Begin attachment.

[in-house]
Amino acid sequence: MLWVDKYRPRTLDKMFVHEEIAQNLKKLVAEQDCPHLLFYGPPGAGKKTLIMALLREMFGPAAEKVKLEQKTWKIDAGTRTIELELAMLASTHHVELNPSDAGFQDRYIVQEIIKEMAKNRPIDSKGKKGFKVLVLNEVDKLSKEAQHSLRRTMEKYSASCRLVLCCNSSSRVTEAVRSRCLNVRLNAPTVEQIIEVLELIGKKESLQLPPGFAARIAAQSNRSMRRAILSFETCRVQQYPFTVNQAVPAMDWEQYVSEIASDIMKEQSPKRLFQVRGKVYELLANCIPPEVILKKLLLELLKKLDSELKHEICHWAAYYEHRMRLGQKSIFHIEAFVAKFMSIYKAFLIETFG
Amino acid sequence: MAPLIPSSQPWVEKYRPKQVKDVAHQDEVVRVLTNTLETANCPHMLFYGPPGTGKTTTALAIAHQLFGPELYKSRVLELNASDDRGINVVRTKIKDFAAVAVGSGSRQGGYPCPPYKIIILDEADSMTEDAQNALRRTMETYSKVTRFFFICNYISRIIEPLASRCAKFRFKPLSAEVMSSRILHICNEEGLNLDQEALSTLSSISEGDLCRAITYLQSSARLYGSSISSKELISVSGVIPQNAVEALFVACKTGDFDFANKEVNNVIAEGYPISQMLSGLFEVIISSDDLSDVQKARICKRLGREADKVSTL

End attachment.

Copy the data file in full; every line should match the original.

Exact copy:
[in-house]
Amino acid sequence: MLWVDKYRPRTLDKMFVHEEIAQNLKKLVAEQDCPHLLFYGPPGAGKKTLIMALLREMFGPAAEKVKLEQKTWKIDAGTRTIELELAMLASTHHVELNPSDAGFQDRYIVQEIIKEMAKNRPIDSKGKKGFKVLVLNEVDKLSKEAQHSLRRTMEKYSASCRLVLCCNSSSRVTEAVRSRCLNVRLNAPTVEQIIEVLELIGKKESLQLPPGFAARIAAQSNRSMRRAILSFETCRVQQYPFTVNQAVPAMDWEQYVSEIASDIMKEQSPKRLFQVRGKVYELLANCIPPEVILKKLLLELLKKLDSELKHEICHWAAYYEHRMRLGQKSIFHIEAFVAKFMSIYKAFLIETFG
Amino acid sequence: MAPLIPSSQPWVEKYRPKQVKDVAHQDEVVRVLTNTLETANCPHMLFYGPPGTGKTTTALAIAHQLFGPELYKSRVLELNASDDRGINVVRTKIKDFAAVAVGSGSRQGGYPCPPYKIIILDEADSMTEDAQNALRRTMETYSKVTRFFFICNYISRIIEPLASRCAKFRFKPLSAEVMSSRILHICNEEGLNLDQEALSTLSSISEGDLCRAITYLQSSARLYGSSISSKELISVSGVIPQNAVEALFVACKTGDFDFANKEVNNVIAEGYPISQMLSGLFEVIISSDDLSDVQKARICKRLGREADKVSTL